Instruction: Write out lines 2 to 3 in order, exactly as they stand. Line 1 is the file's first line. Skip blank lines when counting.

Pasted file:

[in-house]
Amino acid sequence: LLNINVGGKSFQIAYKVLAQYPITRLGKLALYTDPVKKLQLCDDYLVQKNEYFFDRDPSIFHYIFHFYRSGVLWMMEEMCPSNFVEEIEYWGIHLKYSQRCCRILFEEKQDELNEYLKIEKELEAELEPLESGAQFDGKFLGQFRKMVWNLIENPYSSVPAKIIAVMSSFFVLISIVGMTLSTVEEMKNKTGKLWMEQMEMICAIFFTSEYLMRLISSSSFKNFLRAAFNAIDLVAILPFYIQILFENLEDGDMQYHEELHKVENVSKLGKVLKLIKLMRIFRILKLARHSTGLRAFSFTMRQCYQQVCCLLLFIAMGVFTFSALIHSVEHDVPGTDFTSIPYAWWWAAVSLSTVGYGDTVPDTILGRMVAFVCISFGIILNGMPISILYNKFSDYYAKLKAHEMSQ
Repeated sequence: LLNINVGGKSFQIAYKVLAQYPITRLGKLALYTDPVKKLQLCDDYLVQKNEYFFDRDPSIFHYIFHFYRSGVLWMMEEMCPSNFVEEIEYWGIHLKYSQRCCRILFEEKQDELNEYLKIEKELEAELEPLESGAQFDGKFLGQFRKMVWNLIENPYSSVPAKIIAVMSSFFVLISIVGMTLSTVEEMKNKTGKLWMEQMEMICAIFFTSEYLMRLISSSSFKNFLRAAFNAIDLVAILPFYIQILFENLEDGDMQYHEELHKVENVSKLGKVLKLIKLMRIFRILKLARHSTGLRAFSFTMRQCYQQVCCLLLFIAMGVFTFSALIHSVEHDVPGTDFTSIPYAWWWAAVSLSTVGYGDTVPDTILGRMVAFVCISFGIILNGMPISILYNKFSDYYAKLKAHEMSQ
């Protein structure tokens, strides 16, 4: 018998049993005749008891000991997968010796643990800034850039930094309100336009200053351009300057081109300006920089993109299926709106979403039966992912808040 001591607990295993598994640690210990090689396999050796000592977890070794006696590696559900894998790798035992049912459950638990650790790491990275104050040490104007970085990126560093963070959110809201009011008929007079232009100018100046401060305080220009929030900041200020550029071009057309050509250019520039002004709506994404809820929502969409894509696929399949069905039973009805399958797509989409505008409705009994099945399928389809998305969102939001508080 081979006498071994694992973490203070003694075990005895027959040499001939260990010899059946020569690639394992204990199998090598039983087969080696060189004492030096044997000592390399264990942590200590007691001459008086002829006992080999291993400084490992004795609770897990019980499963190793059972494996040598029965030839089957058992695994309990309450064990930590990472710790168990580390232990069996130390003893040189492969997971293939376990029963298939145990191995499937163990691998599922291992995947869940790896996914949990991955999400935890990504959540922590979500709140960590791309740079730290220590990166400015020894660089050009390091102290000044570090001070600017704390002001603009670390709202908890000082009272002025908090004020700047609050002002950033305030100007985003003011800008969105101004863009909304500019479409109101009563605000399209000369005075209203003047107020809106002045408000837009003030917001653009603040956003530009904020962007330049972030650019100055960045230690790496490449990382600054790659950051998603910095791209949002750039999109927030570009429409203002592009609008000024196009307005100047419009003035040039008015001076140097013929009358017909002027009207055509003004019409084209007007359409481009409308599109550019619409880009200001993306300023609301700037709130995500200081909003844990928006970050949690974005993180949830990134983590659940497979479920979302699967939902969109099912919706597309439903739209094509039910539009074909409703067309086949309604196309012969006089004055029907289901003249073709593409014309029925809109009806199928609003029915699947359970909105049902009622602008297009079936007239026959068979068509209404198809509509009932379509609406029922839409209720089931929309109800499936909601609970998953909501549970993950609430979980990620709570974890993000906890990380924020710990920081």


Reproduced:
Amino acid sequence: LLNINVGGKSFQIAYKVLAQYPITRLGKLALYTDPVKKLQLCDDYLVQKNEYFFDRDPSIFHYIFHFYRSGVLWMMEEMCPSNFVEEIEYWGIHLKYSQRCCRILFEEKQDELNEYLKIEKELEAELEPLESGAQFDGKFLGQFRKMVWNLIENPYSSVPAKIIAVMSSFFVLISIVGMTLSTVEEMKNKTGKLWMEQMEMICAIFFTSEYLMRLISSSSFKNFLRAAFNAIDLVAILPFYIQILFENLEDGDMQYHEELHKVENVSKLGKVLKLIKLMRIFRILKLARHSTGLRAFSFTMRQCYQQVCCLLLFIAMGVFTFSALIHSVEHDVPGTDFTSIPYAWWWAAVSLSTVGYGDTVPDTILGRMVAFVCISFGIILNGMPISILYNKFSDYYAKLKAHEMSQ
Repeated sequence: LLNINVGGKSFQIAYKVLAQYPITRLGKLALYTDPVKKLQLCDDYLVQKNEYFFDRDPSIFHYIFHFYRSGVLWMMEEMCPSNFVEEIEYWGIHLKYSQRCCRILFEEKQDELNEYLKIEKELEAELEPLESGAQFDGKFLGQFRKMVWNLIENPYSSVPAKIIAVMSSFFVLISIVGMTLSTVEEMKNKTGKLWMEQMEMICAIFFTSEYLMRLISSSSFKNFLRAAFNAIDLVAILPFYIQILFENLEDGDMQYHEELHKVENVSKLGKVLKLIKLMRIFRILKLARHSTGLRAFSFTMRQCYQQVCCLLLFIAMGVFTFSALIHSVEHDVPGTDFTSIPYAWWWAAVSLSTVGYGDTVPDTILGRMVAFVCISFGIILNGMPISILYNKFSDYYAKLKAHEMSQ